A case in point, McClintock noted, was the positive customer reception to one of the chain’s newest franchised stores, a five-month-old unit in the Atlantic Center mixed-use retail, dining, office and transportation center in Brooklyn, N.Y.

The unit’s door is in the same corridor as the entrance to Target, which anchors the mall. The restaurant, the only Buffalo Wild Wings unit so far in the city of New York, was opened by a franchisee committed to opening 36 restaurants in New York, Connecticut and New Jersey in coming years.

Papa Murphy’s Take ’n’ Bake Pizza—a Vancouver, Wash.-based chain with 970 U.S. branches and 20 outlets elsewhere—is growing quickly east of the Mississippi River, where it has opened a few units after using site selection software similar to that employed by Buffalo Wild Wings.

Now, however, Papa Murphy’s is developing customer profiling data that can better reveal promising locations, said Kevin King, the chain’s senior vice president of development.

King noted that previously the chain did not need to know who its customers were because it had a simple and successful expansion strategy: It only opened in residential neighborhoods or tiny strip centers where there were mom-and-pop businesses like video stores, dry cleaners, barber shops, banks or liquor stores. Because customers take the pizzas home and bake them, the units have no indoor seating and some of the smallest footprints in the restaurant world, needing only 1,000 to 1,200 square feet. In addition, most guests tend to live closer to Papa Murphy’s restaurants than do guests at segment rivals.

“We are reaching the point now where it is good that we have the intuition to know what works, because there is so much new blood coming into the company and into our franchise community that we are now going to need the science behind the intuition, and that is where this software comes in,” he said.

Rudy Nadilo, chief executive of GeoVue, said his company and others like it put real estate decisions back in the operator’s hands and not in those of outside commercial brokers.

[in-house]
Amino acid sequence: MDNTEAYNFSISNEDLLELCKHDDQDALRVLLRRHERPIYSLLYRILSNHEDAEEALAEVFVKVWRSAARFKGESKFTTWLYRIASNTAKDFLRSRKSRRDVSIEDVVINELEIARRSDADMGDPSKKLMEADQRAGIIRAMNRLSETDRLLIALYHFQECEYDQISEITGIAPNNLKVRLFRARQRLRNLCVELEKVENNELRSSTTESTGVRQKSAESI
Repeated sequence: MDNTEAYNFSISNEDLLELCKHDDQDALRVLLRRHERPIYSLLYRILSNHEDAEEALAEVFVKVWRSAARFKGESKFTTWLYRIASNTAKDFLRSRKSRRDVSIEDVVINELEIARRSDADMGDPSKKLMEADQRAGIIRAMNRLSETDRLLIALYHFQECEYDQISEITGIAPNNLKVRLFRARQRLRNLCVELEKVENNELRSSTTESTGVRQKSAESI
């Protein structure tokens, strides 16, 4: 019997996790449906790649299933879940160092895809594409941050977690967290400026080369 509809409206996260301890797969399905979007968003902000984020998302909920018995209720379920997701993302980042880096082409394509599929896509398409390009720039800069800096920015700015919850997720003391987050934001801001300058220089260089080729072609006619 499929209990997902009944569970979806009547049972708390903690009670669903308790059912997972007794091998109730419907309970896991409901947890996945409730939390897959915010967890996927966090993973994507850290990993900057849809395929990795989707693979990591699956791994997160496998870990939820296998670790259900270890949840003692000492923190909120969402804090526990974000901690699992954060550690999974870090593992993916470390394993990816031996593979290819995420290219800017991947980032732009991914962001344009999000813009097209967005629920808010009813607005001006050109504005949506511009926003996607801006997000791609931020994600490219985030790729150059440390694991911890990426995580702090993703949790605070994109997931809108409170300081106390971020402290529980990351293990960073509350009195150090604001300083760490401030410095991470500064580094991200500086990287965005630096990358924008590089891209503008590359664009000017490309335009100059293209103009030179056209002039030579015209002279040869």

Nadilo said that throughout most of the restaurant industry’s history, executives would hire commercial brokers to find the chain sites in a new market based on a map that highlighted certain demographic features, roadway presentations and commuting times that served the brand well in established locales.

But what sophisticated operators are learning—and by sophisticated, Nadilo stressed he was not referring to giant national chains, many of which he said were still employing old techniques to find sites—is that they don’t need to react to a broker’s site pitches.

“It’s sad to say, but so many franchising deals are struck because a guy’s brother-in-law owns a piece of real estate downtown and the company and the broker say, ‘Oh, that’s a good location for us,’” Nadilo said. “So you sell a franchise and open a new store, and it looks good in the franchising department but it turns out to be a dog site.”

He continued: “What smart companies are doing is using site evaluation and forecasting sales data based on high-performing units, give it to a broker and tell them, ‘Hey, this is what has worked for us in the past, go and find us five or 10 places in this ZIP code area that match these kind of characteristics and come back and talk to us.’ Then, when the broker comes back, that is when the companies plug in their customer data to see if it will seal the deal.

“The difference is that for the first time chains are saying to brokers: ‘You don’t tell me where I could be. I’m telling you where I should be. Now find the site,’” he said.